Social Engineering Degrades Morale

Anonymous manifestations of hostility on the Internet may be a symptom not of misogyny, but  misdirected resentment rising from unworkable policies that undermine mutual trust for survival. 

Political correctness in the military undermines unit cohesion, which is properly defined as mutual trust for survival in battle.  PC also weakens vertical cohesion, defined as two-way trust between commanders and the troops they lead.

In a Statement for the Record of the Senate Armed Services Committee last year, the Center for Military Readiness predicted that when misguided policies caused soldiers to be needlessly hurt and missions lost, military women would feel the brunt of resentment they did not deserve.

Could it be that resentments caused by constant attacks on masculinity are part of the problems evident on the Internet today?  Someone needs to find out.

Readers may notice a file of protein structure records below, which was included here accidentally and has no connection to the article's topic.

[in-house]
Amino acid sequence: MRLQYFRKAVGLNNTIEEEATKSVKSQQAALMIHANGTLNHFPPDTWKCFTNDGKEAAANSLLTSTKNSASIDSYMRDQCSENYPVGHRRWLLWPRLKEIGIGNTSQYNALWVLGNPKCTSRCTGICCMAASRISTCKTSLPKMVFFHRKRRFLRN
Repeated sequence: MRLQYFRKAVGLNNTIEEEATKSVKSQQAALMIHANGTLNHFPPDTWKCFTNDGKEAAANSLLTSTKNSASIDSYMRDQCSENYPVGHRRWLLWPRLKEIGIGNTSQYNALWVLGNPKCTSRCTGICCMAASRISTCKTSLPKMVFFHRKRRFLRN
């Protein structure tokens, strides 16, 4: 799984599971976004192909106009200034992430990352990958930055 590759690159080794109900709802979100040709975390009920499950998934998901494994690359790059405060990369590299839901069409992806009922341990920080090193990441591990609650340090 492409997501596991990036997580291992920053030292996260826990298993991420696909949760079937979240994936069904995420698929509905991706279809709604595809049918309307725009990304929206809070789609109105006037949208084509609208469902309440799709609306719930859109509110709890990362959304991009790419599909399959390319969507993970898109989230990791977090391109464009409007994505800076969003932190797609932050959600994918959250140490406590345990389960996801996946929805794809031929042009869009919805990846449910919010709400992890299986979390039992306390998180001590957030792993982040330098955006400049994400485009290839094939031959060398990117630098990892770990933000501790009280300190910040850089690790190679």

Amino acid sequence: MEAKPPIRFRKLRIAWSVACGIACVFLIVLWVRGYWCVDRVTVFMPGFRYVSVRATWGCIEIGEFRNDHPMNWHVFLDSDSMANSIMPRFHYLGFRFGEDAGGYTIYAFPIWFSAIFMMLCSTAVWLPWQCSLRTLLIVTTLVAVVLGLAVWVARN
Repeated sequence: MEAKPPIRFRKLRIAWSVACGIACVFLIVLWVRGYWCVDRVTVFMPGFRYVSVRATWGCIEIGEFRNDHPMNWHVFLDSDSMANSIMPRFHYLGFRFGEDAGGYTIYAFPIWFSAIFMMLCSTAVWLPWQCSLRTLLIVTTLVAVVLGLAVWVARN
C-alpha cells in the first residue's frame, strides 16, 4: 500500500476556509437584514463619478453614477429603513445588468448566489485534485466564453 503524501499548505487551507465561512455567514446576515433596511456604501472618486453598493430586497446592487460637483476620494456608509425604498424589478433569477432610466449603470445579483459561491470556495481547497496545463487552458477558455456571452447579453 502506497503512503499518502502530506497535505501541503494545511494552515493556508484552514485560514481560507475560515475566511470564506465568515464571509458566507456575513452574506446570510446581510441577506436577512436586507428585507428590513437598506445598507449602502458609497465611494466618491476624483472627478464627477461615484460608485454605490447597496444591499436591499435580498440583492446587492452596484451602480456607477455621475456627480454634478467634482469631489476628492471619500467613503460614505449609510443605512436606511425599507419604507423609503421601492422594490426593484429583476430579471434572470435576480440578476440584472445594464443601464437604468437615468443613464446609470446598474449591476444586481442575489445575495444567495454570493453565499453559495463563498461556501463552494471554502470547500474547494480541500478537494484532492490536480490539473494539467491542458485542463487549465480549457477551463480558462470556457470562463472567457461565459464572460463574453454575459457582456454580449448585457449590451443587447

Article 1, Section 8 of the U.S. Constitution makes Congress responsible for military policies.  With that power comes responsibility for results.

Politicians in Congress, the White House, and the Pentagon have repeatedly demanded military/social policies that elevate risks of physical and psychological harm to women and men alike.  These policy-makers should share the blame for social disruption that has harmed women and not improved readiness in any way.

Perhaps frustration began with dual-track, gender-neutral standards at boot camp.  Dishonest claims that men and women are interchangeable in the combat arms also may have fueled resentment among combat veterans who know better.  No one should be surprised if military men and women question the judgment of leaders who keep trying to “mitigate” problems that should have been avoided in the first place.

Men who violated women’s privacy on the Internet should be punished, but the issue transcends individual guilt.  Because civilians control the military, elected policymakers should be held accountable for going too far and asking too much.  Uniformed military leaders cannot say that, but I just did.